2017

BACK TO BASICS

It's Fun To Work With an F-M-E-A

Prevent defects, enhance safety and increase customer satisfaction

by Kristen Johnson, assistant editor

This article was featured in January 2016’s Best Of Back to Basics edition.

A failure mode and effects analysis (FMEA) is a systemized group of activities intended to recognize and evaluate the potential failure of a product or process, identify actions that could eliminate or reduce the likelihood of the potential failure occurring and document the entire process.1

FMEAs help manufacturers prevent defects, enhance safety and increase customer satisfaction. Most are conducted in the product design or process development stages, but conducting an FMEA on an existing product and process can also be beneficial.2

The main objective

An FMEA looks for all the ways a process or product can fail. For example, a toaster could fail in several ways:

  • There is a short in the power cord.

  • The coils burn the bread no matter which setting is used.

  • The pop-up mechanism is too sensitive and flings toast onto the counter.

Failures can also occur when the user makes a mistake, and it is wise to include both types of failures in an FMEA. Anything that can be done to assure the product works correctly, regardless of how the user operates it, will move the product closer to 100% satisfaction.3

A product/design FMEA can uncover problems that will result in safety hazards, product malfunctions or a shortened product life. They key question to ask here is, "How can the product fail?" A process FMEA uncovers process problems related to the manufacture of the product. The key question to ask here is, "How can process failure affect the product, processing efficiency or safety?"4

10 steps for an effective FMEA

All product/design and process FMEAs should follow these 10 steps:5 (See Table 1 for a sample process FMEA.)

Table 1

1. Review the process: Gather a team of four to six (be sure to include people with various job responsibilities and levels of experience) and give each member a copy of the product's blueprint. Also, have the team operate the product so all members can become familiar with the way it works.

2. Brainstorm potential failure modes: Look at each component of the product and identify ways it could potentially fail.

3. List potential effects of each failure mode: List the potential effect of each failure next to the failure. If a failure has more than one effect, write each in a separate row.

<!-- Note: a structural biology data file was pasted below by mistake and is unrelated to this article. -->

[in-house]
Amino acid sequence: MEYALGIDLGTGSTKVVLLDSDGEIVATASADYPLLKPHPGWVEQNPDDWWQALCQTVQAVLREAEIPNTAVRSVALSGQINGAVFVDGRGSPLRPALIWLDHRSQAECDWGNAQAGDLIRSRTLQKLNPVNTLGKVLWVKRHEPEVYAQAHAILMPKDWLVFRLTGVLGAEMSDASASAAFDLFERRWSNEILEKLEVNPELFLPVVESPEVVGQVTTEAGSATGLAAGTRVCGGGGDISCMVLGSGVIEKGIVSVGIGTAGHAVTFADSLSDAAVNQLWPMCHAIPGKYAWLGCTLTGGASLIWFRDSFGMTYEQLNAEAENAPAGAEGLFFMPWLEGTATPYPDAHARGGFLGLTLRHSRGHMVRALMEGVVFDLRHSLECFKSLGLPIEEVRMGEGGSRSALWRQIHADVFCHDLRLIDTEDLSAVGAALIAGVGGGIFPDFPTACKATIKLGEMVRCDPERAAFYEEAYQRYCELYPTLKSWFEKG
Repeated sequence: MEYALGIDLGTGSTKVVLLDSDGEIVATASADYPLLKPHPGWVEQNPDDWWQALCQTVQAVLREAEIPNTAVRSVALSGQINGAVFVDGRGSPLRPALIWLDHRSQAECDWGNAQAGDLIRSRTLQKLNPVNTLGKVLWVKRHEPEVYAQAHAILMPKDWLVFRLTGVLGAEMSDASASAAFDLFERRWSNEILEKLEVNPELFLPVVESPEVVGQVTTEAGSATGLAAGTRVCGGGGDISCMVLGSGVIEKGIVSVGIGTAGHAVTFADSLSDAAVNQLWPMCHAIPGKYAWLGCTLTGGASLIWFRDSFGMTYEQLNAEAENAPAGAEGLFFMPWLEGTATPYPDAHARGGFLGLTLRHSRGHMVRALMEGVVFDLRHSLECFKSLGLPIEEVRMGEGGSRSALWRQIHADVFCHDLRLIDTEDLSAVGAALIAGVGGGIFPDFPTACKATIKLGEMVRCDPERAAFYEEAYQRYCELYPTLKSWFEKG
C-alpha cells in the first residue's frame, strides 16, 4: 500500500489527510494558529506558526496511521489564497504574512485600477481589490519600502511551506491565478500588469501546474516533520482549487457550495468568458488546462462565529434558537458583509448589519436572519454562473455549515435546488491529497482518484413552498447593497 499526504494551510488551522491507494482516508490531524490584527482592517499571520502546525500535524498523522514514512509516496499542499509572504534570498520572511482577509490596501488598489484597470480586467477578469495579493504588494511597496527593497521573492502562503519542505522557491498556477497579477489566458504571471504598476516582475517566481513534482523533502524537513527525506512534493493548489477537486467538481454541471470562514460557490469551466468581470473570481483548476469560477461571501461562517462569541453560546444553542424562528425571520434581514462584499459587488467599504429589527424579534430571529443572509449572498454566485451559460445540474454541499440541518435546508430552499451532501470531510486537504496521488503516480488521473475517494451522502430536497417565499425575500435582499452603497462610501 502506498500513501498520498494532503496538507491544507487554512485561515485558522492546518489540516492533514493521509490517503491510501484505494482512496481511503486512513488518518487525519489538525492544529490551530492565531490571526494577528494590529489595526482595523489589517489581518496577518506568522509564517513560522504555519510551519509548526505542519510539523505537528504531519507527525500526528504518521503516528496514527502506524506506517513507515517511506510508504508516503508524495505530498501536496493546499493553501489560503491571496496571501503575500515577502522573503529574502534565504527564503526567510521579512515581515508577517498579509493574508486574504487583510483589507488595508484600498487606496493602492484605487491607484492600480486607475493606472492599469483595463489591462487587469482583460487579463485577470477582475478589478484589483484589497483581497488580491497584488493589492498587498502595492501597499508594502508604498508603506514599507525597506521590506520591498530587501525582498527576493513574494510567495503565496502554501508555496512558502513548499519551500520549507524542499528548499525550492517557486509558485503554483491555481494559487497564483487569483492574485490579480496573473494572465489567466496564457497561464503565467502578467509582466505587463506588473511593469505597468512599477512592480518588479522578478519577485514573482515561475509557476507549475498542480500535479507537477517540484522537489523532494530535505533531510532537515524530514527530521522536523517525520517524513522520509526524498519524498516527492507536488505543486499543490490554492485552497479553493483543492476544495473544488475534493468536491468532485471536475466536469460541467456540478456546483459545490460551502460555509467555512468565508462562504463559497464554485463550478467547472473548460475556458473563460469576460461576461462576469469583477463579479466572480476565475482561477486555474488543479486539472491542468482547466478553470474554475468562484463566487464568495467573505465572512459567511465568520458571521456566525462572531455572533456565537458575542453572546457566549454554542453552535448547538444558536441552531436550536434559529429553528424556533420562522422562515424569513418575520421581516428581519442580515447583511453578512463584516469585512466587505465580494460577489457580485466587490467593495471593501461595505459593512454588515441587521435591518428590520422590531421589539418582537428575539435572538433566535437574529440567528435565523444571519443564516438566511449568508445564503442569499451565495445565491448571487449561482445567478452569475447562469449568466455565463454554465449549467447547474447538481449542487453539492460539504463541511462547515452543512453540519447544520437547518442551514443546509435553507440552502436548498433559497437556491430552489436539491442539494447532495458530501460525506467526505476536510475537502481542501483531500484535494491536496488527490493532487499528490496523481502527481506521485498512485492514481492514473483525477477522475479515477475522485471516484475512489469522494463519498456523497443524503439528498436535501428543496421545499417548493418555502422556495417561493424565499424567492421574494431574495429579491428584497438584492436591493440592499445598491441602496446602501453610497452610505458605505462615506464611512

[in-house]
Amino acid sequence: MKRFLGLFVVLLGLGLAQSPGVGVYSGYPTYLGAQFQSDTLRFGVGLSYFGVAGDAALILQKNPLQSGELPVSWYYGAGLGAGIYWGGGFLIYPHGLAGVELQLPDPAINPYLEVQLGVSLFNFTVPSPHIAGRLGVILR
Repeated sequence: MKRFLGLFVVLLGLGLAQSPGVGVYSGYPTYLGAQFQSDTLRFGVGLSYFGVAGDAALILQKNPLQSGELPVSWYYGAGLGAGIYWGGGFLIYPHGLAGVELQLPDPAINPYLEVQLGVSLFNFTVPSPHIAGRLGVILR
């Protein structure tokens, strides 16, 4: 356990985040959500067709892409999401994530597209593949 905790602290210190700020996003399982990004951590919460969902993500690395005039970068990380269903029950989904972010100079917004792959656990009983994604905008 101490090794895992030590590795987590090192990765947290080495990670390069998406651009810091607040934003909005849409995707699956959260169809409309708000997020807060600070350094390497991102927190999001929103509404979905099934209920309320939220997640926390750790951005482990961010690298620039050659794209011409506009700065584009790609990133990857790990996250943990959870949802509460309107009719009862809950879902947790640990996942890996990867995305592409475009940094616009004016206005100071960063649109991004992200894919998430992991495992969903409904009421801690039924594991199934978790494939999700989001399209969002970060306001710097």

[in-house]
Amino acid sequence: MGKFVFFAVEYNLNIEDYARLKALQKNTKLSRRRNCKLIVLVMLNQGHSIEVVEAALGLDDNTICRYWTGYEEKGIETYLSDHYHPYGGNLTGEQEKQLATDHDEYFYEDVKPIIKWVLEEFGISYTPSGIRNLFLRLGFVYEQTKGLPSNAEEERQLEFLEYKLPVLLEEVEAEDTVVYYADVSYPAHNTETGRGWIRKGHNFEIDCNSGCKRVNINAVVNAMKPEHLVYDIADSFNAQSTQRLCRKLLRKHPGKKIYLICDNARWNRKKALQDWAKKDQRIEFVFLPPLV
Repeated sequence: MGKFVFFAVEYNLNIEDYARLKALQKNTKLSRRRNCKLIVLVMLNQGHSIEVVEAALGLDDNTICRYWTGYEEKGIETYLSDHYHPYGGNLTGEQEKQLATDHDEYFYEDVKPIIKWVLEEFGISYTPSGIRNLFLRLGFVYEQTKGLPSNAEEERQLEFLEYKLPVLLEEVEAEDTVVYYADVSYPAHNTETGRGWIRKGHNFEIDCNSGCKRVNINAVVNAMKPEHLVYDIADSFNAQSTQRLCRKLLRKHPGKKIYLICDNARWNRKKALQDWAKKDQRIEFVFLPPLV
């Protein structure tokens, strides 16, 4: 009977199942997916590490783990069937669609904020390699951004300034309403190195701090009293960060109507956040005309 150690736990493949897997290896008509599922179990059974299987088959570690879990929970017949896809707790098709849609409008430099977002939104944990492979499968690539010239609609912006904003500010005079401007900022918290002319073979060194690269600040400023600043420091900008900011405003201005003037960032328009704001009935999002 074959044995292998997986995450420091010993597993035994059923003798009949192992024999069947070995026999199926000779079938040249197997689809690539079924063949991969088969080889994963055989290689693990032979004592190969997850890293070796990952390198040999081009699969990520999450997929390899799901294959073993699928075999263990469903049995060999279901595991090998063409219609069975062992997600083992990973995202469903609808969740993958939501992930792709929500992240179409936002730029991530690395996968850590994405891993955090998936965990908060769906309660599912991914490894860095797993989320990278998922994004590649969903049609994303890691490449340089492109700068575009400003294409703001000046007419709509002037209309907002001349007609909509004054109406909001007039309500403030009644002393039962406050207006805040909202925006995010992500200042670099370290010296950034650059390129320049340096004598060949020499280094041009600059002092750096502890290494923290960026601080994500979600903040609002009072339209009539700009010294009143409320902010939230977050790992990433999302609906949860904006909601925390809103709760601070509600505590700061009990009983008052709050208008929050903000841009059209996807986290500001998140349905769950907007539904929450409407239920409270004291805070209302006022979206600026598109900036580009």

4. Assign a severity rating for each effect: Give each effect its own severity rating (from 1 to 10, with 10 being the most severe). If the team can't agree on a rating, hold a vote.

5. Assign an occurrence rating for each failure mode: Collect data on the failures of your product's competition. Using this information, determine how likely it is for a failure to occur and assign an appropriate rating (from 1 to 10, with 10 being the most likely).

6. Assign a detection rating for each failure mode and effect: List all controls currently in place to prevent each effect of a failure from occurring and assign a detection rating for each item (from 1 to 10, with 10 being a low likelihood of detection).

7. Calculate the risk priority number (RPN) for each effect: Multiply the severity rating by the occurrence rating by the detection rating.

8. Prioritize the failure modes for action: Decide which items need to be worked on right away. For example, if you end up with RPNs ranging from 50 to 500, you might want to work first on those with an RPN of 200 or higher.

9. Take action to eliminate or reduce the high risk failure modes: Determine what action to take with each high risk failure and assign a person to implement the action.

10. Calculate the resulting RPN as the failure modes are reduced or eliminated: Reassemble the team after completing the initial corrective actions and calculate a new RPN for each failure. Then you may decide you've taken enough action or you want to work on another set of failures.


References

  1. Chrysler, Ford and General Motors, Quality System Requirements, QS-9000, third edition (Southfield, MI: AIAG, 1998).
  2. Robin E. McDermott, Raymond J. Mikulak and Michael R. Beauregard, The Basics of FMEA (New York: Quality Resources, 1996).
  3. Ibid
  4. Ibid.
  5. Ibid.

If you would like to comment on this article, please post your remarks on theQuality Progress Discussion Board, or e-mail them to editor@asq.org.

 


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